Each year we cover the “early explorers” as taught in history books, which acknowledges the Viking settlements in N America, and then continues with Henry the Navigator and then Columbus and Amerigo Vespucci, and so on.

    And each year, the plot gets a little more detailed, and more divergent from the accepted narrative. (: For instance, the Egyptians hired the Phoenicians to travel around the African continent (which they did in 3 years 7th c BC), and of course this invites speculation about the early adventures of those great sea farers…

    And I also have become a bit of a Basque crank myself, because there is evidence that Basque whalers and fisherman were fishing the waters of the Grand Banks either before or along with the Viking explorations of the North Atlantic. I think there is evidence that they had relations with the Indians long before the other Europeans arrived on orders from their respective crowns.

    But the heart of the problem (IMHO) is a certain Classical Greek/Roman. As usual. Ptolemy not only froze astronomy in Europe and Asia for 1400 years, but Geography as well.

    But all it takes is a determined Italian and the paradigms come crashing down. Etruria lives (:

  5. Zeke- (Marcus) Vitruvius (Pollio), a Roman journalist and architect with no skill in engineering, set the world’s knowledge about Roman cement, concrete and engineering construction back by about 1750 years until the engineer John Smeaton with experimentation and actual construction of the Eddystone lighthouse proved him wrong. Smeaton started development of the most important modern civil engineering materials -cement and concrete. The world “Portland” cement comes from his observation that the dried mortar he made to bind the granite blocks had the appearance of Portland limestone ie a light grey colour. (PS Joseph Aspdin did not patent “Portland” cement nor did he ever make any- he patented a process which resulted in a poor quality hydraulic lime)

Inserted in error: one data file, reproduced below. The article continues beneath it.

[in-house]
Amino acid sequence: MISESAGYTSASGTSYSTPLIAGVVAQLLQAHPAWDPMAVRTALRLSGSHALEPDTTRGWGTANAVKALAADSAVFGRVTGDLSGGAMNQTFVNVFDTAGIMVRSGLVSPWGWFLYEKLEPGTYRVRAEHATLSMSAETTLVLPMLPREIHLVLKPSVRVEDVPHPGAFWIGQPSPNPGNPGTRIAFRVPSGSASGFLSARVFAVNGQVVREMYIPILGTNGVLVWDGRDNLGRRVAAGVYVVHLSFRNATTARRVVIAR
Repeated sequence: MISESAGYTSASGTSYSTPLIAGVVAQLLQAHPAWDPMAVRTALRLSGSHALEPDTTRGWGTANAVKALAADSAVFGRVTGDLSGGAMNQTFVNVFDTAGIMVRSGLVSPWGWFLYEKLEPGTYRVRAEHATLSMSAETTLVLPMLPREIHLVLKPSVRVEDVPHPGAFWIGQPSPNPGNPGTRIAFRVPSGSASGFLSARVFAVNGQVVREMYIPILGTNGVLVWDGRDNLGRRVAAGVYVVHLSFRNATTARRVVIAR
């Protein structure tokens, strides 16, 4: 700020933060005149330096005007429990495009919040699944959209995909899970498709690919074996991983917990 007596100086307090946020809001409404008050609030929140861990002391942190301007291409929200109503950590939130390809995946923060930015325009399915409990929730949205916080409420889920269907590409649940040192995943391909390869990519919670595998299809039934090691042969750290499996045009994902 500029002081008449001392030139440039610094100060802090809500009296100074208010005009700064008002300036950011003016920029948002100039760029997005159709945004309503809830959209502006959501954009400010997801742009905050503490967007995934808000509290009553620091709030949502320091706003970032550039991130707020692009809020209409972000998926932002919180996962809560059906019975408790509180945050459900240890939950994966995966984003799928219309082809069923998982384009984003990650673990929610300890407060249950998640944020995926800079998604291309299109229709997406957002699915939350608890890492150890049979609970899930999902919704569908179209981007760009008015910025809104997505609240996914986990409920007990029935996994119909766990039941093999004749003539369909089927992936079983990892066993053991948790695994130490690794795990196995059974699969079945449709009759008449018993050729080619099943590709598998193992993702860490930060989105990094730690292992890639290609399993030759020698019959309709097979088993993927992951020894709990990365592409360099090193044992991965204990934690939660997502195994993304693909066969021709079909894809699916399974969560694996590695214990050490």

6. Zeke says:

    @cementafriend

    I enjoyed your remarks on Vitruvius and John Smeaton, the English engineer of the 1700’s. I enjoyed them so much that I had to spend all morning getting up to speed with you.

    First, Vitruvius fits the pattern of the Roman writer who summarizes knowledge and research from the ancient world, and does not really reference where he got his research, so that all credit goes to the Romans. That happens a lot. He was then appointed by Julius Caesar in a post for architectural projects.

    These kinds of plagerized, paraphrased, and Rome-filtered writings were then used as the standard of knowledge for over a millennia, by Rome, the Roman Church, and the Holy Roman Empire. Ptolemy and Vitruvius are examples but there are many. That church in most ways was a continuation of Roman traditions.

    There is a period c. 600AD where the actual books of Vitruvius seem to disappear; this also fits the pattern of many of the Greek/Roman books. At this time, they were being used in the Arabic speaking countries. The Arabs then re-introduced them to Europe. (A subject I do not know much about.) But monks seem to continually copy and re-copy the same knowledge from the Greek and Roman world. That is how knowledge was ossified in the Middle Ages.

    Now John Smeaton built the lighthouse using pre-formed cement blocks which fit together on site atop a rock near Plymouth. This is ingenious. I find his accomplishments in engineering well-attested, but none of my sources yet mention his work with cement. Perhaps I should be researching “Portland cement,” and then his name will turn up. Cheers, thanks for the cement lore, wonderful stuff.